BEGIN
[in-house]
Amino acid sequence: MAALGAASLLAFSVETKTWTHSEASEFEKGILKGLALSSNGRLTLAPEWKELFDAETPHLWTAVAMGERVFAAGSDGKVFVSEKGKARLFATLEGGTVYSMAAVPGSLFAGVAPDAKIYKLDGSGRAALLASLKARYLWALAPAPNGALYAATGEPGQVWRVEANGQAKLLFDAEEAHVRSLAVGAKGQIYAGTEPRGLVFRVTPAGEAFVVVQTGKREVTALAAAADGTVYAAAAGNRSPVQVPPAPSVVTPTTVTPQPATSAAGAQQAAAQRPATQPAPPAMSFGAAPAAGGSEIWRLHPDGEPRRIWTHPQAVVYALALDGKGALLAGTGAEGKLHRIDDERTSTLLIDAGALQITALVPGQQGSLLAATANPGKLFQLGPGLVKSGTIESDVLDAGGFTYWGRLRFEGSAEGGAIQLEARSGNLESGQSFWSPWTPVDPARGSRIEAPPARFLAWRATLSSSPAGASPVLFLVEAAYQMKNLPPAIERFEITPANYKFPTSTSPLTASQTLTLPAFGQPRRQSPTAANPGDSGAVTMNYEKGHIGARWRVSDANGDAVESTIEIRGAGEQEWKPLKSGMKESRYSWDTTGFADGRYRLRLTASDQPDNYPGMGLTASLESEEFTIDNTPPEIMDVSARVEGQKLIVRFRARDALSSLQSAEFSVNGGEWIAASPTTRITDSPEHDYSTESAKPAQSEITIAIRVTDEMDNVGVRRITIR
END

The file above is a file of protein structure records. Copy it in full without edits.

[in-house]
Amino acid sequence: MAALGAASLLAFSVETKTWTHSEASEFEKGILKGLALSSNGRLTLAPEWKELFDAETPHLWTAVAMGERVFAAGSDGKVFVSEKGKARLFATLEGGTVYSMAAVPGSLFAGVAPDAKIYKLDGSGRAALLASLKARYLWALAPAPNGALYAATGEPGQVWRVEANGQAKLLFDAEEAHVRSLAVGAKGQIYAGTEPRGLVFRVTPAGEAFVVVQTGKREVTALAAAADGTVYAAAAGNRSPVQVPPAPSVVTPTTVTPQPATSAAGAQQAAAQRPATQPAPPAMSFGAAPAAGGSEIWRLHPDGEPRRIWTHPQAVVYALALDGKGALLAGTGAEGKLHRIDDERTSTLLIDAGALQITALVPGQQGSLLAATANPGKLFQLGPGLVKSGTIESDVLDAGGFTYWGRLRFEGSAEGGAIQLEARSGNLESGQSFWSPWTPVDPARGSRIEAPPARFLAWRATLSSSPAGASPVLFLVEAAYQMKNLPPAIERFEITPANYKFPTSTSPLTASQTLTLPAFGQPRRQSPTAANPGDSGAVTMNYEKGHIGARWRVSDANGDAVESTIEIRGAGEQEWKPLKSGMKESRYSWDTTGFADGRYRLRLTASDQPDNYPGMGLTASLESEEFTIDNTPPEIMDVSARVEGQKLIVRFRARDALSSLQSAEFSVNGGEWIAASPTTRITDSPEHDYSTESAKPAQSEITIAIRVTDEMDNVGVRRITIR